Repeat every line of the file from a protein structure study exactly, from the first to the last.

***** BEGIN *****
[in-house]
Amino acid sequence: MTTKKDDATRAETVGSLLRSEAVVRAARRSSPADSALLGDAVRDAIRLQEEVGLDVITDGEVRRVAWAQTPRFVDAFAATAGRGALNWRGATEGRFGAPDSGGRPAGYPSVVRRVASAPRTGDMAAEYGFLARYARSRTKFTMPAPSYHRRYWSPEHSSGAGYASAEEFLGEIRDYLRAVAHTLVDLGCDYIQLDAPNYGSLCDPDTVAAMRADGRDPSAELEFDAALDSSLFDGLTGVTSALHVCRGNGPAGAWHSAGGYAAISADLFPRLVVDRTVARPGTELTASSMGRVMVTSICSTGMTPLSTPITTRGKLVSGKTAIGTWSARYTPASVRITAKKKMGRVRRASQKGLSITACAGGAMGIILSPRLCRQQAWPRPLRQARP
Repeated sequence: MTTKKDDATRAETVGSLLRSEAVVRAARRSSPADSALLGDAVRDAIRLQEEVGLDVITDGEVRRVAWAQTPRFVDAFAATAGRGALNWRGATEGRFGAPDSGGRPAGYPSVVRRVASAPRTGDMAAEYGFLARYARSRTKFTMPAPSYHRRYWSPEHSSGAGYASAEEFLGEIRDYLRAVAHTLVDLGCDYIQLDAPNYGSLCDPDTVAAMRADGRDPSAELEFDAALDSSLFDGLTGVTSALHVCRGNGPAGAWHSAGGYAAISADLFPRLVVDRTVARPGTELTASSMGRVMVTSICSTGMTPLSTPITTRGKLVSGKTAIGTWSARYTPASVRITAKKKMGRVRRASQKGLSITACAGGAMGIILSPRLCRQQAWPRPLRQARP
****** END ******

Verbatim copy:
[in-house]
Amino acid sequence: MTTKKDDATRAETVGSLLRSEAVVRAARRSSPADSALLGDAVRDAIRLQEEVGLDVITDGEVRRVAWAQTPRFVDAFAATAGRGALNWRGATEGRFGAPDSGGRPAGYPSVVRRVASAPRTGDMAAEYGFLARYARSRTKFTMPAPSYHRRYWSPEHSSGAGYASAEEFLGEIRDYLRAVAHTLVDLGCDYIQLDAPNYGSLCDPDTVAAMRADGRDPSAELEFDAALDSSLFDGLTGVTSALHVCRGNGPAGAWHSAGGYAAISADLFPRLVVDRTVARPGTELTASSMGRVMVTSICSTGMTPLSTPITTRGKLVSGKTAIGTWSARYTPASVRITAKKKMGRVRRASQKGLSITACAGGAMGIILSPRLCRQQAWPRPLRQARP
Repeated sequence: MTTKKDDATRAETVGSLLRSEAVVRAARRSSPADSALLGDAVRDAIRLQEEVGLDVITDGEVRRVAWAQTPRFVDAFAATAGRGALNWRGATEGRFGAPDSGGRPAGYPSVVRRVASAPRTGDMAAEYGFLARYARSRTKFTMPAPSYHRRYWSPEHSSGAGYASAEEFLGEIRDYLRAVAHTLVDLGCDYIQLDAPNYGSLCDPDTVAAMRADGRDPSAELEFDAALDSSLFDGLTGVTSALHVCRGNGPAGAWHSAGGYAAISADLFPRLVVDRTVARPGTELTASSMGRVMVTSICSTGMTPLSTPITTRGKLVSGKTAIGTWSARYTPASVRITAKKKMGRVRRASQKGLSITACAGGAMGIILSPRLCRQQAWPRPLRQARP